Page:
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CDC HIV/AIDS/Viral Hepatitis/STD/TB Prevention News Update

UNITED STATES: FDA Approves New Test That Will Help Treat Hepatitis C


Los Angeles Times (06.20.2013)

The US Food and Drug Administration recently approved a diagnostic hepatitis test that can determine the genotype of a patient’s hepatitis C virus (HCV) infection. This information is important for treatment as there is no vaccine for HCV, the most common blood-borne disease in the United States. The test, called the Abott RealTime HCV Genotype II, uses a patient’s blood plasma or serum to identify the virus as genotype 1, 1a, 1b, 2, 3, 4, or 5. Each genotype responds to different drug treatment, so knowing the genotype will help clinicians decide on the specific treatment to use. According to Tony Marion, a University of Tennessee Health Science Center professor, 1a and 1b are the most common genotypes in the United States. He stated that they did not respond very well to interferon-based treatments and were the most aggressive and difficult to treat. Marion noted that the benefit of this test included avoiding side effects of drugs that were not really suited to treatment. Also, matching treatment to genotyping tests could reduce costs and eliminate “one-size-fits-all” treatment. HCV infects approximately 3.2 million people in the United States and is the leading cause of transplants; 15,000 die annually from the disease. Untreated chronic infections may lead to liver cancer, severe liver damage, and liver failure.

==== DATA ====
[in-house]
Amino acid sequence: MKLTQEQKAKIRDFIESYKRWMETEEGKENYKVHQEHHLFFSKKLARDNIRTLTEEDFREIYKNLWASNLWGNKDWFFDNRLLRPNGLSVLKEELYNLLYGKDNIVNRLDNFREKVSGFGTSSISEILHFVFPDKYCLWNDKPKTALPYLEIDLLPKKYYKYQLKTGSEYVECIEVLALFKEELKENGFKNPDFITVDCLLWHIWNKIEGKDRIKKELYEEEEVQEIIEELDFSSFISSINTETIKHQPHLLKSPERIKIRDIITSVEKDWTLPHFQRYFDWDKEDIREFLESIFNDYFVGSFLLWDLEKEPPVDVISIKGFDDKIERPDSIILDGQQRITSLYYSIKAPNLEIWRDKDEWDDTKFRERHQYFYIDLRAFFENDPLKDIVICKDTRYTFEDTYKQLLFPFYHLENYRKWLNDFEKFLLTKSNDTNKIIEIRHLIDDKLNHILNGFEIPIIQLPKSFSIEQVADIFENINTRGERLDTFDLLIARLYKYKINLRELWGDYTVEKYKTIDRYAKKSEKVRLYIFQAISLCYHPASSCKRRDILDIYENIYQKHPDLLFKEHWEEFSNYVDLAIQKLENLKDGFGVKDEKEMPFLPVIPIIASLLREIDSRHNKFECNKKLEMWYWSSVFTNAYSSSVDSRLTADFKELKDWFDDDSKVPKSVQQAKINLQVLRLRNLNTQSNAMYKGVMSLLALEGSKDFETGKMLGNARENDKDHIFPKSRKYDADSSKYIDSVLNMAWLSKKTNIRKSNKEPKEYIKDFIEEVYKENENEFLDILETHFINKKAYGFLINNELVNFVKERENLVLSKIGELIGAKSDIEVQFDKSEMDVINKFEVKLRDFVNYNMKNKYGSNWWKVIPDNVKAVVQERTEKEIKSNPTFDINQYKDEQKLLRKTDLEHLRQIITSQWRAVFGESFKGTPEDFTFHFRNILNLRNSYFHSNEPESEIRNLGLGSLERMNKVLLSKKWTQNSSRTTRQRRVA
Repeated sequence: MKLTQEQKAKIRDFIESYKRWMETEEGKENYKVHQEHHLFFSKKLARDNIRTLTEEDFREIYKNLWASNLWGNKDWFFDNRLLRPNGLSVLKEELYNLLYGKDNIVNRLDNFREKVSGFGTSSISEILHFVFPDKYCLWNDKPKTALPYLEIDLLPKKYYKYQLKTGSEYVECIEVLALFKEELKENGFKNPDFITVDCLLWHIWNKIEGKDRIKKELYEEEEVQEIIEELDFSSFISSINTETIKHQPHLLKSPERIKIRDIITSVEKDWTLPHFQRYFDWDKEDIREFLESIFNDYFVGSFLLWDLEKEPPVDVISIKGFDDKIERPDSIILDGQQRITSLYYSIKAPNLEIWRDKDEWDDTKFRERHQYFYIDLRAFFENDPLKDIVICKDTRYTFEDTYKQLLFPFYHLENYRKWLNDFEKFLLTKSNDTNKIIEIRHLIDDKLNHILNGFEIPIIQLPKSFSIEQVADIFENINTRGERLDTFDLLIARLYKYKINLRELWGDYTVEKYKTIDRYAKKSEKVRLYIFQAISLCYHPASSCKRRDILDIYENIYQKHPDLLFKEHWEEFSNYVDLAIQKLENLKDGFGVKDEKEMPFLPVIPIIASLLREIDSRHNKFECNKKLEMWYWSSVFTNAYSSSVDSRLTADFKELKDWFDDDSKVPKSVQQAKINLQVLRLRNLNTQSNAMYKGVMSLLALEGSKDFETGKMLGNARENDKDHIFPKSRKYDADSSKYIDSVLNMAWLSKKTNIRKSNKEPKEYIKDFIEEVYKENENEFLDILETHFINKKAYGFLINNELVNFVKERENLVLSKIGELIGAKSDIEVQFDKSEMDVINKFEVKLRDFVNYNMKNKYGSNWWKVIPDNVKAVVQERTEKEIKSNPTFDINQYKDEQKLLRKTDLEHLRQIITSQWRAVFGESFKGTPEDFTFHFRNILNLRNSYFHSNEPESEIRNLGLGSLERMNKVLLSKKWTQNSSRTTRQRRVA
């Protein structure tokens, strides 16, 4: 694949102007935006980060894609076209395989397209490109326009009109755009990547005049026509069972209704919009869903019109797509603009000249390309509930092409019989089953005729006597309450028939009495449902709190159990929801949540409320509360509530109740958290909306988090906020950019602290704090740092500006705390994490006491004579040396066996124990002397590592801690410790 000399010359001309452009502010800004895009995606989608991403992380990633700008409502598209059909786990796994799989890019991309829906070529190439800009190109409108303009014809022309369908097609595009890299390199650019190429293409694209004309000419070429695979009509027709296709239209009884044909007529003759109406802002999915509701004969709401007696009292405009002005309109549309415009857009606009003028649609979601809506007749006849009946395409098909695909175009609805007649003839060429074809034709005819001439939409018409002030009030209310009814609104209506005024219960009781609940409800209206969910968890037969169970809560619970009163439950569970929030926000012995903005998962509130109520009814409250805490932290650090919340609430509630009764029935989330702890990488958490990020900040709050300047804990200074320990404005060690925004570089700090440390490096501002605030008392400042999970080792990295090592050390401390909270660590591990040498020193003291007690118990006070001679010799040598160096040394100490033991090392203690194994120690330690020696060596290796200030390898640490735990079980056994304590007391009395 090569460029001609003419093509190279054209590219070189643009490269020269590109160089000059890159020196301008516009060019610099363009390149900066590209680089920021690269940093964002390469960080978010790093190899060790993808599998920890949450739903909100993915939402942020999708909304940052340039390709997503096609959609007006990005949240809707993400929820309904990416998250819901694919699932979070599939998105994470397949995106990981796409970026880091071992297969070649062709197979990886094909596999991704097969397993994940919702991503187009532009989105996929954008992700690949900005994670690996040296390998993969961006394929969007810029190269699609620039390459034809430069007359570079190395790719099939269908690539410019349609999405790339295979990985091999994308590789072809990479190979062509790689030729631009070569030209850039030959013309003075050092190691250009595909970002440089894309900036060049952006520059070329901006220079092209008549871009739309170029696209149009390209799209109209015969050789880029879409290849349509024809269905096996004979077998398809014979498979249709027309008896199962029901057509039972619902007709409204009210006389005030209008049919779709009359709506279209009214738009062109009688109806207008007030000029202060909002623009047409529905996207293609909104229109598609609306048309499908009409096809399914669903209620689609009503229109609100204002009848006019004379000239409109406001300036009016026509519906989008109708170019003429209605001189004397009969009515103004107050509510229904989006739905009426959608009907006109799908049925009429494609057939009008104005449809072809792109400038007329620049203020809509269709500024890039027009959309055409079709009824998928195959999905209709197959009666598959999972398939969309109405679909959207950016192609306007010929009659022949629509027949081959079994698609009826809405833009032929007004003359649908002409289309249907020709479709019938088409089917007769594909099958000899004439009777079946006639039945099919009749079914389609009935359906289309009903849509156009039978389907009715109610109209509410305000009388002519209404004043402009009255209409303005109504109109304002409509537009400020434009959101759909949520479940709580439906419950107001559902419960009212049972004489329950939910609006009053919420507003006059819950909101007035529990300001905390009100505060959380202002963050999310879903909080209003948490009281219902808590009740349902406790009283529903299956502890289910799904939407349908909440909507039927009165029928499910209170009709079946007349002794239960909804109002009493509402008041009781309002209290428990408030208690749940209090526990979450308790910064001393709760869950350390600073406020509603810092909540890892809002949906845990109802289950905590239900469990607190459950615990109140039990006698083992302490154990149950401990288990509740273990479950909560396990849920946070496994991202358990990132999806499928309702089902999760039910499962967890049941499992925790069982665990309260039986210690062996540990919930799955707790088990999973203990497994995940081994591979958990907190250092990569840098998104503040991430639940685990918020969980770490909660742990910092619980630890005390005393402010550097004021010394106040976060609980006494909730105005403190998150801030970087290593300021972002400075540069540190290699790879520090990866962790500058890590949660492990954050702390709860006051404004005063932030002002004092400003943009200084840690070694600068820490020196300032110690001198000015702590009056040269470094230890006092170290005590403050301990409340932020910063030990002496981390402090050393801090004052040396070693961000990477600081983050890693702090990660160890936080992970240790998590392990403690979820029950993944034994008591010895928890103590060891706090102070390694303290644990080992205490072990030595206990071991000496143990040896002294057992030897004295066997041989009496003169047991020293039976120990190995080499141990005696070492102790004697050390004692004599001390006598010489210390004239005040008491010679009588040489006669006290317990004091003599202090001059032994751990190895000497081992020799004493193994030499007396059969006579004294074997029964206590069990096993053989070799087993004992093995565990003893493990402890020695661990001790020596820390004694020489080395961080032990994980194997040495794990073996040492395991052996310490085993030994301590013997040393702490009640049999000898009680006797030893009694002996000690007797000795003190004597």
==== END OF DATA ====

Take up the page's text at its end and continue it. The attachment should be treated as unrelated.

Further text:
Copyright © 2013 -CDC Prevention News Update, Publisher. All rights reserved to Information, Inc., Bethesda, MD. The CDC National Center for HIV, STD and TB Prevention provides the following information as a public service only. Providing synopses of key scientific articles and lay media reports on HIV/AIDS, other sexually transmitted diseases and tuberculosis does not constitute CDC endorsement. This daily update also includes information from CDC and other government agencies, such as background on Morbidity and Mortality Weekly Report (MMWR) articles, fact sheets, press releases and announcements. Reproduction of this text is encouraged; however, copies may not be sold, and the CDC HIV/STD/TB Prevention News Update should be cited as the source of the information. Contact the sources of the articles abstracted below for full texts of the articles.

Information in this article was accurate in June 24, 2013. The state of the art may have changed since the publication date. This material is designed to support, not replace, the relationship that exists between you and your doctor. Always discuss treatment options with a doctor who specializes in treating HIV.